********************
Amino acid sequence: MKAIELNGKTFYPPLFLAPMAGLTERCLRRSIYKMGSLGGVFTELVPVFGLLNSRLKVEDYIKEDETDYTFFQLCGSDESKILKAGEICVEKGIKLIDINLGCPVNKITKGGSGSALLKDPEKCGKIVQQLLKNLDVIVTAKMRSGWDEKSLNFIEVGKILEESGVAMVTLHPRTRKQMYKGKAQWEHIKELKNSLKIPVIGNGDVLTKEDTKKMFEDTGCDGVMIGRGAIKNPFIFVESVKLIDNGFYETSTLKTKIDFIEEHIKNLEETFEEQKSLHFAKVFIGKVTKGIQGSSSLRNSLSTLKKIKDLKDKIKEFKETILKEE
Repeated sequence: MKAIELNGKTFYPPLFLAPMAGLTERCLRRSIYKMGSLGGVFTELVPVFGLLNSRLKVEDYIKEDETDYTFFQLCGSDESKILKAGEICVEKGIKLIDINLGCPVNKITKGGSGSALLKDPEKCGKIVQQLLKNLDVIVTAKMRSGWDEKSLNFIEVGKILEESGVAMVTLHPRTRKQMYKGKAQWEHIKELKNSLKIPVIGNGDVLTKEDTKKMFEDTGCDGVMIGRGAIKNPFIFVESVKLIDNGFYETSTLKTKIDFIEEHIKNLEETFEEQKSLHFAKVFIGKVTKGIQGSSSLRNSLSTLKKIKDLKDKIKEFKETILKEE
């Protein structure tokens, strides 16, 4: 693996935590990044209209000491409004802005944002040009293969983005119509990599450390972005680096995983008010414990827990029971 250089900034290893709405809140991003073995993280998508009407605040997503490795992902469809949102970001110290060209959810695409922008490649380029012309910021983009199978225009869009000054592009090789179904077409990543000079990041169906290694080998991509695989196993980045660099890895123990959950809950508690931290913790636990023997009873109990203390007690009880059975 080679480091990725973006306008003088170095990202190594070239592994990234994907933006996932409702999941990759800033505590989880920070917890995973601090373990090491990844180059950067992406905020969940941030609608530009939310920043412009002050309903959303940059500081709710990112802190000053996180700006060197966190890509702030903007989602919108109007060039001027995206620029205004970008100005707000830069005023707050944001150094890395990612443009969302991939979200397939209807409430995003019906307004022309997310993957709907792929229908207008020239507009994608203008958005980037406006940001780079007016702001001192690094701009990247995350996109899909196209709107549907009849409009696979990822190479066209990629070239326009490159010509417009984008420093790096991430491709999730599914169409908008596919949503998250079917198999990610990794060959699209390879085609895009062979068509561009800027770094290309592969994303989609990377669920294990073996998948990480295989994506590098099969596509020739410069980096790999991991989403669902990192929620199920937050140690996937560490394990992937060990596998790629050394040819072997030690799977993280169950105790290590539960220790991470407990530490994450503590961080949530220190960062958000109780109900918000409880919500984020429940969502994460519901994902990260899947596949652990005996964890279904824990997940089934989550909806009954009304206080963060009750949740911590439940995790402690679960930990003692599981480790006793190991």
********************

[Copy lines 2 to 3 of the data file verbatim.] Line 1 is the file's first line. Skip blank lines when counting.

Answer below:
Repeated sequence: MKAIELNGKTFYPPLFLAPMAGLTERCLRRSIYKMGSLGGVFTELVPVFGLLNSRLKVEDYIKEDETDYTFFQLCGSDESKILKAGEICVEKGIKLIDINLGCPVNKITKGGSGSALLKDPEKCGKIVQQLLKNLDVIVTAKMRSGWDEKSLNFIEVGKILEESGVAMVTLHPRTRKQMYKGKAQWEHIKELKNSLKIPVIGNGDVLTKEDTKKMFEDTGCDGVMIGRGAIKNPFIFVESVKLIDNGFYETSTLKTKIDFIEEHIKNLEETFEEQKSLHFAKVFIGKVTKGIQGSSSLRNSLSTLKKIKDLKDKIKEFKETILKEE
């Protein structure tokens, strides 16, 4: 693996935590990044209209000491409004802005944002040009293969983005119509990599450390972005680096995983008010414990827990029971 250089900034290893709405809140991003073995993280998508009407605040997503490795992902469809949102970001110290060209959810695409922008490649380029012309910021983009199978225009869009000054592009090789179904077409990543000079990041169906290694080998991509695989196993980045660099890895123990959950809950508690931290913790636990023997009873109990203390007690009880059975 080679480091990725973006306008003088170095990202190594070239592994990234994907933006996932409702999941990759800033505590989880920070917890995973601090373990090491990844180059950067992406905020969940941030609608530009939310920043412009002050309903959303940059500081709710990112802190000053996180700006060197966190890509702030903007989602919108109007060039001027995206620029205004970008100005707000830069005023707050944001150094890395990612443009969302991939979200397939209807409430995003019906307004022309997310993957709907792929229908207008020239507009994608203008958005980037406006940001780079007016702001001192690094701009990247995350996109899909196209709107549907009849409009696979990822190479066209990629070239326009490159010509417009984008420093790096991430491709999730599914169409908008596919949503998250079917198999990610990794060959699209390879085609895009062979068509561009800027770094290309592969994303989609990377669920294990073996998948990480295989994506590098099969596509020739410069980096790999991991989403669902990192929620199920937050140690996937560490394990992937060990596998790629050394040819072997030690799977993280169950105790290590539960220790991470407990530490994450503590961080949530220190960062958000109780109900918000409880919500984020429940969502994460519901994902990260899947596949652990005996964890279904824990997940089934989550909806009954009304206080963060009750949740911590439940995790402690679960930990003692599981480790006793190991």